Macronutrients are food particles or nutrients that we turn into energy inside our cells. There are only three macronutrients in our food: carbohydrates, proteins and fats. And most foods will have a combination of all three with usually one that’s most abundant. The picture represents the three macronutrients. First, bread being mostly carbohydrates, second, eggs as mostly protein and, last, oil is fat. We can also use alcohol to produce energy, but as it’s not present in food we are not going to talk about it in this article.
Carbohydrates and blood sugar
When it comes to blood sugar regulation we need to pay careful attention to the carbohydrate portion in our food. We are much less concerned about proteins. Although they can be converted into blood sugar it happens when there is an overabundance of proteins and it does so in a slow and inefficient manner. And finally, fat is the only macronutrient that doesn’t turn into sugar and doesn’t trigger an insulin response.
When we digest carbohydrates, we brake them down to simple sugar molecules and absorb into the blood stream. As a result, our blood glucose levels goes up and insulin level goes up as well. Whether you eat a potato, a piece of bread or a cake, the result is the same – blood sugar rises rapidly and by a lot as these foods are predominantly carbs.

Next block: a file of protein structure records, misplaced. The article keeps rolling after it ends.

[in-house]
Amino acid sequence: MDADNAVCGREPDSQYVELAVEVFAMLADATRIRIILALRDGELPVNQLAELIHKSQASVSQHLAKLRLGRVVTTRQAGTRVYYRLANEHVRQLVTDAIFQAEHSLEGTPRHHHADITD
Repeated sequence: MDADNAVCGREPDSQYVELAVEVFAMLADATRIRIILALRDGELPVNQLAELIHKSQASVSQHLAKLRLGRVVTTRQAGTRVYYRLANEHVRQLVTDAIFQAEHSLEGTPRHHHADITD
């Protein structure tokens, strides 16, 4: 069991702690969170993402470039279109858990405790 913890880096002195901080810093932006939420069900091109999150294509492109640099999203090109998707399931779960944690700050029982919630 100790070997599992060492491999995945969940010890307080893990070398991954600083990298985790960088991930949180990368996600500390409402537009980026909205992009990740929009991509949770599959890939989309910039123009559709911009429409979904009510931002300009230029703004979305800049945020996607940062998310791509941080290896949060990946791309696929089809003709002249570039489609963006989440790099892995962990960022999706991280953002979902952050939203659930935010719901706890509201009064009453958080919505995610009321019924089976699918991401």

When you eat high carbohydrate foods for breakfast, lunch and dinner and snack throughout the day you keep you glucose level and insulin level up. Your cells, when exposed to high insulin level for a long time become less and less sensitive to it. Insulin resistance may result.
Carbohydrates are different
Some foods contain the kind of carbohydrates that are digested and absorbed very quickly. Others are absorbed more slowly. And yet some resist digestion all together. We typically call indigestible carbs fibers. In addition, some foods have lots of carbs in them and others not so much. To help navigate all these different qualities of carbohydrates and choose foods that are right for us scientist came up with Glycemic Index and Glycemic Load. Here is the article that explains what Glycemic Index and Load are